Skip to main content

KURDISH “INDEPENDENCE REFERENDUM” DOES NOT MEAN REAL INDEPENDENCE?


Kurdish "Independence Referendum" Does Not Mean Real Independence?
FILE IMAGE: Reuters
During a meeting between Kurdish officials chaired by Massoud Barzani, President of the Kurdistan Region, the date of the independence referendum of the Iraqi Kurdistan was set on September 25. According to Kurdish officials, the referendum will be held in three Iraqi provinces that include parts of Kurdistan along with other “Kurdish areas” in Iraq, including Kirkuk city, the towns of Makhmour, Khanaqin and Sinjar.
Hoshyar Zebari, a high-ranking official in Kurdistan, said that the vote “yes” does not necessarily mean independence. Zebari added that the aim of the referendum is to obtain a better deal to determine the fate of the Kurdish region after the elimination of ISIS in Iraq.
Iraqi Prime Minister Haider al-Abadi said that the referendum at the moment is not in the interest of the Kurds nor Iraq.
Abadi said last April: “The desire of our Kurdish brothers to establish their state is a right for them … and no one has the right to dissuade them from doing so ” and added, ” But holding a referendum at this time is not right, because the war is still going on, the situation in the region is not stable, and some neighboring countries believe that this step represents a threat to its national security.”
Turkish Prime Minister Ben Ali Yildirm on Friday described the plan of Iraqi Kurds to hold a referendum on independence as “irresponsible,” adding that “the region has enough problems.” Yildirim also said that “Turkey wants all Iraqis to live together as one nation and adding another problem to the region is not right.”
Syria, Iran and the United States also oppose the full independence of the Kurds in Iraq. Moreover, it is believed that Kurdistan is difficult to survive as a country that doesn’t have a sea root and has no good relations with the surrounding countries, as well as, a large part of the Kurdistan region’s expenses are from the Iraqi general budget.

Comments

Popular posts from this blog

Why States Still Use Barrel Bombs

Smoke ascends after a Syrian military helicopter allegedly dropped a barrel bomb over the city of Daraya on Jan. 31.(FADI DIRANI/AFP/Getty Images)

Summary
Barrel bombs are not especially effective weapons. They are often poorly constructed; they fail to detonate more often than other devices constructed for a similar purpose; and their lack of precision means they can have a disproportionate effect on civilian populations.

However, combatants continue to use barrel bombs in conflicts, including in recent and ongoing conflicts in Africa and the Middle East, and they are ideally suited to the requirements of resource-poor states.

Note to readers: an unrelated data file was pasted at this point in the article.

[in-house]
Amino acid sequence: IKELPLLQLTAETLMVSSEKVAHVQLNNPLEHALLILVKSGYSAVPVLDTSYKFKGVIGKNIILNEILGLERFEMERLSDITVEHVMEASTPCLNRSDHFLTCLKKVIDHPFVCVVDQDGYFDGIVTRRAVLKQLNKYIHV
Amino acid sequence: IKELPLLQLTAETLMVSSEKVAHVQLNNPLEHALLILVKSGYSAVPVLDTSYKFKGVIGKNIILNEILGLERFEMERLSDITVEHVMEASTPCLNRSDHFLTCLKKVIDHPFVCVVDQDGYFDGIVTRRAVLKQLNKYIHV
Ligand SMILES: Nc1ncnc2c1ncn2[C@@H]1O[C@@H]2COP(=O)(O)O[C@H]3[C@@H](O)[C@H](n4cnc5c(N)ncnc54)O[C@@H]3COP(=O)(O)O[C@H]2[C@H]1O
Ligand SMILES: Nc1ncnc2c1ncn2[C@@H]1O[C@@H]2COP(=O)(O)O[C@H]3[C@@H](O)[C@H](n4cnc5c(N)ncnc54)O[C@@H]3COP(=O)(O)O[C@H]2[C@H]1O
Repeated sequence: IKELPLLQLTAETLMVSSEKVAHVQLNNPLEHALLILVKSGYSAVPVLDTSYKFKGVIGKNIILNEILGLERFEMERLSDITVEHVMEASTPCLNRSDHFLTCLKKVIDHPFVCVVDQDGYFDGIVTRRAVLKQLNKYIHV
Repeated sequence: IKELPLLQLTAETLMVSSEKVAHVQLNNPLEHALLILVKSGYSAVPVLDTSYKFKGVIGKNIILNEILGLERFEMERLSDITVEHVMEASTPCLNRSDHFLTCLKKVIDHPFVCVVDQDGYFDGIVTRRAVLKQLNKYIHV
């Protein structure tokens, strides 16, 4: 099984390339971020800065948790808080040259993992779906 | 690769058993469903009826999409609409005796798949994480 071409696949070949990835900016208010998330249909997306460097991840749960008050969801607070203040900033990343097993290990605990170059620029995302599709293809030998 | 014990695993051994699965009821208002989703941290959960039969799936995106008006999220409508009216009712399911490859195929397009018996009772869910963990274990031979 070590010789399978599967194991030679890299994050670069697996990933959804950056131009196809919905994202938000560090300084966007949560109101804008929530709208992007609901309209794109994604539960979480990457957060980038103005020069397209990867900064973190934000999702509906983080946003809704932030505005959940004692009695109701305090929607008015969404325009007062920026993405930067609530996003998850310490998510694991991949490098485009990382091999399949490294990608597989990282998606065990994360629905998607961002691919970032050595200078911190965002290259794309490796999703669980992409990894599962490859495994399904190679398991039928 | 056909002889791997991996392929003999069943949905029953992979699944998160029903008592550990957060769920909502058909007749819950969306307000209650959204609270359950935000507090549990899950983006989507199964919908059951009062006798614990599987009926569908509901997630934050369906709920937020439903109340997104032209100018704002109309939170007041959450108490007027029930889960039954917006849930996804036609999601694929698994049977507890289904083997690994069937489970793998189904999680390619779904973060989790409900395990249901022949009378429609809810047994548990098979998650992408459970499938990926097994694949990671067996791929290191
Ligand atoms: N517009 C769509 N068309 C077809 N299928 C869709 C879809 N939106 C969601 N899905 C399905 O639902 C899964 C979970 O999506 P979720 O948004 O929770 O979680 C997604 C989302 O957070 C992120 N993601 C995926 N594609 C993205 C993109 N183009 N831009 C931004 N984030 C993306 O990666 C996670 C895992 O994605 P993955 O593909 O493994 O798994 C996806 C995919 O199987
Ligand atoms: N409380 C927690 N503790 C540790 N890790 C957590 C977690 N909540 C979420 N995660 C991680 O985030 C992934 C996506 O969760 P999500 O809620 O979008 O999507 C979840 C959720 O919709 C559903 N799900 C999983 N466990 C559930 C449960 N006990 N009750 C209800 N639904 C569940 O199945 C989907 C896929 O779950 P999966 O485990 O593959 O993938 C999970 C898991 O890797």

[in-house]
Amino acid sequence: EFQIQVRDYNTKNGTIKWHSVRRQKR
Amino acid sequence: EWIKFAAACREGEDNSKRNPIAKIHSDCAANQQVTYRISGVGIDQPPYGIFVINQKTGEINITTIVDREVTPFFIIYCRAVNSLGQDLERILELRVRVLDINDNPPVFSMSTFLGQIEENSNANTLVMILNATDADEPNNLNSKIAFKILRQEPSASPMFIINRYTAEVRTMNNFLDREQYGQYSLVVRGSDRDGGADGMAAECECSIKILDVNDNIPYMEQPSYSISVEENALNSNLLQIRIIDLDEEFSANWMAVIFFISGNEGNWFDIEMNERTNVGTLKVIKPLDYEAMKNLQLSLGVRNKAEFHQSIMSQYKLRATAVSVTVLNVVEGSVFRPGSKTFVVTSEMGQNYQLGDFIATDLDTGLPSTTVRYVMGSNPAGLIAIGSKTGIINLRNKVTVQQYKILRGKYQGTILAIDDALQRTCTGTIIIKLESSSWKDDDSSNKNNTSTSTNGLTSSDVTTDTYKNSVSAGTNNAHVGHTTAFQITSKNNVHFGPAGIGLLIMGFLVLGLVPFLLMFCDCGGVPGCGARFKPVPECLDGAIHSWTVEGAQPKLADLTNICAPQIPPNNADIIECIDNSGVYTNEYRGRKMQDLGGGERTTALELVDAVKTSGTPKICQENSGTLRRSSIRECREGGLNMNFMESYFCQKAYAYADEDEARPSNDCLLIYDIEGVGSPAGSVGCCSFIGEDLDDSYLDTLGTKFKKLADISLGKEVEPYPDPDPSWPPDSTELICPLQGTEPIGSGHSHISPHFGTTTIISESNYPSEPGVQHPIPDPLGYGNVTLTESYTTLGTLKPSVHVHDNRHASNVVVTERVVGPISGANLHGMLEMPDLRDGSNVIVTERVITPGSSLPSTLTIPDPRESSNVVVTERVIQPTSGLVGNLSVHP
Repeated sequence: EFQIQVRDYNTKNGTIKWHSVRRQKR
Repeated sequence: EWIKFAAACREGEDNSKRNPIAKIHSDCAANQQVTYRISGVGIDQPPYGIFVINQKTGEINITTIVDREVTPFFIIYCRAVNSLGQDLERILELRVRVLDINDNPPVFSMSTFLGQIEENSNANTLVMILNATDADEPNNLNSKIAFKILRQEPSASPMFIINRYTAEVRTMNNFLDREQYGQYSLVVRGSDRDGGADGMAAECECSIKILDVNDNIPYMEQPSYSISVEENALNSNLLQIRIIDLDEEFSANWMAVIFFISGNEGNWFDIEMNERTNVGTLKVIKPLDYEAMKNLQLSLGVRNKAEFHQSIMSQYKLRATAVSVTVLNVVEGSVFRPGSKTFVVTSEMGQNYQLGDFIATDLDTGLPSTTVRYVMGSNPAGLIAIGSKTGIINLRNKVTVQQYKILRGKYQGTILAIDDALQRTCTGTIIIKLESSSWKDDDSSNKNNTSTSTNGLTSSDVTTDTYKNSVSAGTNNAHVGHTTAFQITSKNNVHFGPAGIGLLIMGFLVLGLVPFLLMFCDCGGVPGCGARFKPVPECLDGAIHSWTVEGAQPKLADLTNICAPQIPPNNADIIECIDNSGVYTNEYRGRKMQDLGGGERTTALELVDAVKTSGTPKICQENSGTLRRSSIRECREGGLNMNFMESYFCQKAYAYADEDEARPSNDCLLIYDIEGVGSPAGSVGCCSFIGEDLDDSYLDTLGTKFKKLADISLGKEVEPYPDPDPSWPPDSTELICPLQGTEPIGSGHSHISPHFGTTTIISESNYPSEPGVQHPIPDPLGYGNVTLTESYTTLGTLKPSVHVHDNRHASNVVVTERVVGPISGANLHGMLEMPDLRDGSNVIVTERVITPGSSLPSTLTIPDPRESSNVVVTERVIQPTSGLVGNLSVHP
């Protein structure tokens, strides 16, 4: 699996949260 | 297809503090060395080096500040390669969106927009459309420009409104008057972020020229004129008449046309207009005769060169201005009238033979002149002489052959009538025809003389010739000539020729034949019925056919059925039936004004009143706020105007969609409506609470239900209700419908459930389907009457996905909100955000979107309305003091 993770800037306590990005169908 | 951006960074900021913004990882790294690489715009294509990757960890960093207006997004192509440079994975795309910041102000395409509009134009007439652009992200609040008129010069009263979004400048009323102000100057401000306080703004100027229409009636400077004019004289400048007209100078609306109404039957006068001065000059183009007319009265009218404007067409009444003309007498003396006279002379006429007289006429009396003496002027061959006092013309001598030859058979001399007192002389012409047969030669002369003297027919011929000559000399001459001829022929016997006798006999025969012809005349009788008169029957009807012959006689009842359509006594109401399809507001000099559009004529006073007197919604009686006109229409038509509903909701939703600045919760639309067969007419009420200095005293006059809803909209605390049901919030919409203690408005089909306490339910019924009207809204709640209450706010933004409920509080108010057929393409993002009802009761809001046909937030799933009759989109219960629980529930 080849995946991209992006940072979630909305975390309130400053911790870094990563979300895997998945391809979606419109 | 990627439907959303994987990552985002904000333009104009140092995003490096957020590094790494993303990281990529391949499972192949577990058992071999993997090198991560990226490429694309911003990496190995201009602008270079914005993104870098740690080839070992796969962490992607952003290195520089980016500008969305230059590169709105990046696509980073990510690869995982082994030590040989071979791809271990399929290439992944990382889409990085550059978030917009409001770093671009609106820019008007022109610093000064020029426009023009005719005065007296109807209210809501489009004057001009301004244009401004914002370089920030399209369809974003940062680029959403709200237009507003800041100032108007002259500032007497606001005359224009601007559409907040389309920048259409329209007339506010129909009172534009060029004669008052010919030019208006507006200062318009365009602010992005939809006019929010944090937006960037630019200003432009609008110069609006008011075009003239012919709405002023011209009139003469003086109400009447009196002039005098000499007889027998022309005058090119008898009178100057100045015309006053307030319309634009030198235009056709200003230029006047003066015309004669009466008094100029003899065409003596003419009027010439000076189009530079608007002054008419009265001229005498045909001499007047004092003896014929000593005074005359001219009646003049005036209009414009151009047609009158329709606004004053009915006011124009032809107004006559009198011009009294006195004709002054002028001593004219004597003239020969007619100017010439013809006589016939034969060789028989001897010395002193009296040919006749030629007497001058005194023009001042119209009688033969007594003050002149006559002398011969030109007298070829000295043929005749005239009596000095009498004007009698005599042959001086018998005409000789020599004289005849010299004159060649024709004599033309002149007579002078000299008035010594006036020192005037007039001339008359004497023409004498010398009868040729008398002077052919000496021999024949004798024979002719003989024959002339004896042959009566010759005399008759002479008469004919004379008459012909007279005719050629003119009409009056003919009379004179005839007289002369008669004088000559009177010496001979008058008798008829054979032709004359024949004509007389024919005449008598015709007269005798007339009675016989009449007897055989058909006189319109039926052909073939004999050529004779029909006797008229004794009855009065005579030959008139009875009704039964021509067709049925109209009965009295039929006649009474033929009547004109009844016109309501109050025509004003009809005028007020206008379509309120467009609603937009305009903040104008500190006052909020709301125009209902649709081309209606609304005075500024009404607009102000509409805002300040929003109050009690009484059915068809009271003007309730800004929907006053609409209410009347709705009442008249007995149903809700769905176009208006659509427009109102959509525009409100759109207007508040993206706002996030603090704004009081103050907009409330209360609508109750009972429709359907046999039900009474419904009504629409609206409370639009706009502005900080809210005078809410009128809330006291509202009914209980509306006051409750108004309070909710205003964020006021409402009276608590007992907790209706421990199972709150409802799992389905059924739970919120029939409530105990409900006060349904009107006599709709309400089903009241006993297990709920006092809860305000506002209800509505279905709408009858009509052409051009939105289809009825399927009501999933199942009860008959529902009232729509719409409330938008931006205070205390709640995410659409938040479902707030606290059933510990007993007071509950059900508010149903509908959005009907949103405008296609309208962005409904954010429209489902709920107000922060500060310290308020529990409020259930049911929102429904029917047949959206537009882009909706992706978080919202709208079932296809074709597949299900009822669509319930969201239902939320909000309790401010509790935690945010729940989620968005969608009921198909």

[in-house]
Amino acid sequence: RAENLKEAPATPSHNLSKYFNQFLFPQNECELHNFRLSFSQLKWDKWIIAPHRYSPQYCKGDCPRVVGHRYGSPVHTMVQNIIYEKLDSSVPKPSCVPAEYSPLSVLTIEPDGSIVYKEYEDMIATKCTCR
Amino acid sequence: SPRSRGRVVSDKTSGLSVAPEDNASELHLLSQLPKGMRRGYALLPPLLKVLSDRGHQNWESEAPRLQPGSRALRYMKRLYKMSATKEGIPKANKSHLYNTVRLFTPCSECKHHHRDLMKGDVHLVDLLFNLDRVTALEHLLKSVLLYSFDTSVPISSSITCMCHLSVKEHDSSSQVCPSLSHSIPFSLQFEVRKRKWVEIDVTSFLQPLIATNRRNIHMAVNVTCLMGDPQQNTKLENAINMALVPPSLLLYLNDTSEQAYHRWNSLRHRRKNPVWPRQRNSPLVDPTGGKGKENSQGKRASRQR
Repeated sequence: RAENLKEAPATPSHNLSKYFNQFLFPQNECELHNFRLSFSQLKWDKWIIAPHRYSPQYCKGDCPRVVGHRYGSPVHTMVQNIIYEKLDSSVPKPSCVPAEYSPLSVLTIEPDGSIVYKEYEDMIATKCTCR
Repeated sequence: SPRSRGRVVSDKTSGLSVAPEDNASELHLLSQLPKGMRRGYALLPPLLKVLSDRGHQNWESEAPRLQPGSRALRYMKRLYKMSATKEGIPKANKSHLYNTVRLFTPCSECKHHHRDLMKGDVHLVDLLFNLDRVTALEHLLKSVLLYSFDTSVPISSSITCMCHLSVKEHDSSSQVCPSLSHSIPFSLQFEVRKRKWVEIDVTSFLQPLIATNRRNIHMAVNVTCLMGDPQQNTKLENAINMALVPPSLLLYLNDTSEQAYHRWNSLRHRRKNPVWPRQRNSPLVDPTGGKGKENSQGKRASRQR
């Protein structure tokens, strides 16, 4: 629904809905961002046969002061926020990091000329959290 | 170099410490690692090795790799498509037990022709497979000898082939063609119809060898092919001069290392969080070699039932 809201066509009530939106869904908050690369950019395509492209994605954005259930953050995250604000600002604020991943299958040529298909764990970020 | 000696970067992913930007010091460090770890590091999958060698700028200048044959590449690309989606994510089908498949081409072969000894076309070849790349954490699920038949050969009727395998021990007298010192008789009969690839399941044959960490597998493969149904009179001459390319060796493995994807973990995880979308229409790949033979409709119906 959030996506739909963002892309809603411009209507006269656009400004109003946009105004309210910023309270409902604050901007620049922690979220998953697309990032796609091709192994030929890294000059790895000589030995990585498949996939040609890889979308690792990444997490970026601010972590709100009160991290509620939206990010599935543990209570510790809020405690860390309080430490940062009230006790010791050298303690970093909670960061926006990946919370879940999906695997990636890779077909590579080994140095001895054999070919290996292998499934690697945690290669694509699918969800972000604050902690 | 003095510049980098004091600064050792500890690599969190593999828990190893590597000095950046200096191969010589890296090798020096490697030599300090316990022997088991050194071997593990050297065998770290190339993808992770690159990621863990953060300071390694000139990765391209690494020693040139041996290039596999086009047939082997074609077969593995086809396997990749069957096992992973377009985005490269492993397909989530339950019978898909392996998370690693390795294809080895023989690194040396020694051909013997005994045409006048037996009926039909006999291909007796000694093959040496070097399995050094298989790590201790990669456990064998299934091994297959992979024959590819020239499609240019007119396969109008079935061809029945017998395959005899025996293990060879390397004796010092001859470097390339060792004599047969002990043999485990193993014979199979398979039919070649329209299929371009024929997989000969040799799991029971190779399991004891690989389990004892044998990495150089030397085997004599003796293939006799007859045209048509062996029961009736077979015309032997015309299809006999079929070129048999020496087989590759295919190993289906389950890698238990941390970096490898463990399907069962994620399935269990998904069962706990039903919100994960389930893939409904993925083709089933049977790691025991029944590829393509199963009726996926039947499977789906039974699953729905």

Analysis


Barrel bombs are improvised devices that contain explosive filling and shrapnel packed into a container, often in a cylindrical shape such as a barrel. The devices continue to be dropped on towns all over Syria. Indeed, there have been several documented cases of their use in Iraq over the past months, and residents of the city of Mosul, which was recently …

Russia Looks East for New Oil Markets

Click to Enlarge


In the final years of the Soviet Union, Soviet leader Mikhail Gorbachev began orienting his foreign policy toward Asia in response to a rising Japan. Putin has also piloted a much-touted pivot to Asia, coinciding with renewed U.S. interest in the area. A good expression of intent was Russia's hosting of the Asia-Pacific Economic Cooperation summit in 2012 in Vladivostok, near Russia's borders with China and North Korea. Although its efforts in Asia have been limited by more direct interests in Russia's periphery and in Europe, Moscow recently has been able to look more to the east.

Part of this renewed interest involves finding new export markets for Russian hydrocarbons. Russia's economy relies on energy exports, particularly crude oil and natural gas exported via pipeline to the West. However, Western Europe is diversifying its energy sources as new supplies come online out of a desire to reduce its dependence on Russian energy supplies.

This has forced…

In Yemen, a Rebel Advance Could Topple the Regime

Shia loyal to the al-Houthi movement ride past Yemeni soldiers near Yaz, Yemen, in May. (MOHAMMED HUWAIS/AFP/Getty Images)

Summary


The success of a rebel campaign in northern Yemen is threatening to destabilize the already weak and overwhelmed government in Sanaa. After capturing the city of Amran, a mere 50 kilometers (30 miles) from the capital, in early July, the rebels from the al-Houthi tribe are in their strongest position yet. The Yemeni government is developing plans to divide the country into six federal regions, and the rebels believe this is their chance to claim territory for the future bargaining.

The central government is nearly powerless to fend off the rebels; its forces are already stretched thin. Neighboring Saudi Arabia has intervened in Yemen before and still supports Sunni tribes in the north, but the risk of inciting a Shiite backlash or creating space for jihadists to move in could deter another intervention.

Analysis


Followers of Zaidi Islam, a branch of Shiism, rul…